Skillbox: How To Make Google Fall In Love With Your Website: Optimizing The Loading Speed Of The Pages
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Google’s research showed that when a loading speed of a page grows from 1 to 3 seconds, the possibility of a user leaving a website immediately increases by 32%. If a loading speed grows from 1 to 5 seconds, this possibility increases by 90%. By the way, it takes nearly 15 seconds on average for all the pages to load. It’s too slow, especially knowing that 53% of users leave pages that take more than three seconds to load. Lucky for us, this allows us to stand out among our competitors.

What Exactly Is Lazy Loading?

A webpage could contain many images, and often it critically affects the loading speed of the pages’ content. However, we don’t always have an opportunity to reduce the number of images. If you want to preserve all your media content and increase the users’ behavior at the same time, a deferred (lazy) loading function might come in handy.

x16004611122019_27e9aa5bdf801f94f7728fe14d1ac0.width-1110.png.pagespeed.ic.7zh2cKfj_x.png Page performance before the lazy loading mechanism was implemented.

Lazy loading is a pattern that deferred the loading of several page elements, displaying them only when a user scrolls a page down to see them. This means that when a user opens a page, only its structure, texts, and styles load. The images and the other content located below the first scroll screen, load later. When we upload the images 'lazily ', we reduce the initial loading speed of a page, the page’s initial size, and the use of computer system resources. This also positively affects the page performance.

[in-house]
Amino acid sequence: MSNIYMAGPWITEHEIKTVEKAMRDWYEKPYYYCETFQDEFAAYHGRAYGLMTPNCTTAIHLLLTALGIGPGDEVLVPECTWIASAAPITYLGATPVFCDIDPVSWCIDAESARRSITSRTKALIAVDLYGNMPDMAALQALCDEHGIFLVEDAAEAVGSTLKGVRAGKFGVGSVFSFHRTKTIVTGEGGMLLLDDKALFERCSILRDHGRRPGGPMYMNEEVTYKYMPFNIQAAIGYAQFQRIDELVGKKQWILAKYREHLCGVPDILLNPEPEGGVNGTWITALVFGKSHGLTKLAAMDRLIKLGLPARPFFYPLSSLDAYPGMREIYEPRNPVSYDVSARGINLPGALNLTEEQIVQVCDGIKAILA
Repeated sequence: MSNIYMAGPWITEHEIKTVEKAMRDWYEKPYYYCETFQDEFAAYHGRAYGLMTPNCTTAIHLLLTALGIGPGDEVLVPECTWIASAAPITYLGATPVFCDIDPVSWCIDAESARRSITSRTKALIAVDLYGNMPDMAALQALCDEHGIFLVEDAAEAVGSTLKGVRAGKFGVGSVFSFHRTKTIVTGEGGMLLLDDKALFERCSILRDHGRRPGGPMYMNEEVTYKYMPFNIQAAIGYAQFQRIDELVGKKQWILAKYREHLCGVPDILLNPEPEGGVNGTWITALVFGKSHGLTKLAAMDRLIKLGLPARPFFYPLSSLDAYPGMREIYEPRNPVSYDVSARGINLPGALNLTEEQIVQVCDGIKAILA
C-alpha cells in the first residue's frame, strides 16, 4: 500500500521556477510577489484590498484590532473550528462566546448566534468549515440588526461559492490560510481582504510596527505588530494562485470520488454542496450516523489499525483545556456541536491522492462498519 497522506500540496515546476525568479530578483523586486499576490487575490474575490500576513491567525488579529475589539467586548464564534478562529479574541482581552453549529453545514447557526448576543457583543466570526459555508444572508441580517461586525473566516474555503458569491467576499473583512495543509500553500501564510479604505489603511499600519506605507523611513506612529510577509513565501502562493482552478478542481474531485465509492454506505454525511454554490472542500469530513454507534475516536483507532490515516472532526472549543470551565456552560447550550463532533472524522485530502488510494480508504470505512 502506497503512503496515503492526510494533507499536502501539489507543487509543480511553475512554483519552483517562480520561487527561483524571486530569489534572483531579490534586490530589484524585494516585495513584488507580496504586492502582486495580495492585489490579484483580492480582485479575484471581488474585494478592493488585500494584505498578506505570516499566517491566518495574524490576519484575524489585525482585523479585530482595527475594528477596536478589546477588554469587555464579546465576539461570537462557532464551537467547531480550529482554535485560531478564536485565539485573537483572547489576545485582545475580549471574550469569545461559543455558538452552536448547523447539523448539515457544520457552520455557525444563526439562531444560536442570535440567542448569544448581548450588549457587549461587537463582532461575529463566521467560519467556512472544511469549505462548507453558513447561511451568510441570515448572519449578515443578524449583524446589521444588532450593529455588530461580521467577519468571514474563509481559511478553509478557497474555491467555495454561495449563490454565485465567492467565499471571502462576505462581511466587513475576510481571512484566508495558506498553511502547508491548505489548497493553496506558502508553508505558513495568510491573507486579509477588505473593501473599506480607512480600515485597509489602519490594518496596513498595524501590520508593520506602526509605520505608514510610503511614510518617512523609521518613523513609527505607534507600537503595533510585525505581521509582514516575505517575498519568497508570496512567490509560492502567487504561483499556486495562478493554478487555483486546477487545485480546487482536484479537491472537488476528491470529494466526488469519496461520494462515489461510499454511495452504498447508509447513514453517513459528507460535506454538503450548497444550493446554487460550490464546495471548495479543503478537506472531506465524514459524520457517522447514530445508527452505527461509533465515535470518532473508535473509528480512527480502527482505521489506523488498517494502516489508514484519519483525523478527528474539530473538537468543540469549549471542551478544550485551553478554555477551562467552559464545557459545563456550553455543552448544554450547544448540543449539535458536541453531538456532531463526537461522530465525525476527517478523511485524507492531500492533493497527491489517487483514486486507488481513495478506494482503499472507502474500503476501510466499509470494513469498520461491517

How To Implement The Lazy Loading Mechanism

There are a few ways to implement lazy loading, according to Google’s recommendations.

Event Handling (for instance, scroll or resize)

This option works if browsers’ compatibility is critically important to you. However, such a handler might experience some potential performance problems due to the repeated processing delay calls.

Intersection Observer API

This tool is simpler to use and read than the event handling code. In this case, all the developers have to do is to register it for element monitoring instead of writing code for their visibility detection. Its only flaw is that all browsers don’t support it.

Chrome ver. 4-57, Mozilla Firefox ver. 2-54, all IE’s versions, Safari ver. 3.1-11.1, Microsoft Edge ver. 12-15 and Opera ver. 10.1-44 either don’t support API or support only some of its functions.

Delayed Image Loading In CSS

This tool’s work is based on JavaScript. JavaScript identifies when an element appears in a viewing area and assigns a class that uses stylization generating a background image. In this case, an image uploads only when it’s necessary. Unlike the <img> tags that load regardless of their visibility, the CSS image load requires a lot of suggestions.

Ready-made Solutions

If you don’t want to busy yourself with the technical implementation of a lazy loading function, there are lots of ready-made libraries for you to use. Many of these libraries use markup templates similar to the ones described above. Some of the best ready-made solutions are lazysizes, lozad.js, Blazy, yall.js.

What To Do Next

We have to make sure that Google is capable of indexing the content that requires lazy loading. Google Guide contains recommendations on how to do that.

You can use the Puppeteer script for local testing. After you launch this script, please take a close look at the screenshots it creates. If these screenshots contain all the necessary content, this means everything’s fine. You can also check if everything is in its place with the help of the URL Checker Tool in Search Console.

x16004611122019_d58f50d1222620cd1cfe95da3a9122.width-1110.png.pagespeed.ic.WUAuCFwY_-.png Page performance after the lazy loading mechanism was implemented.
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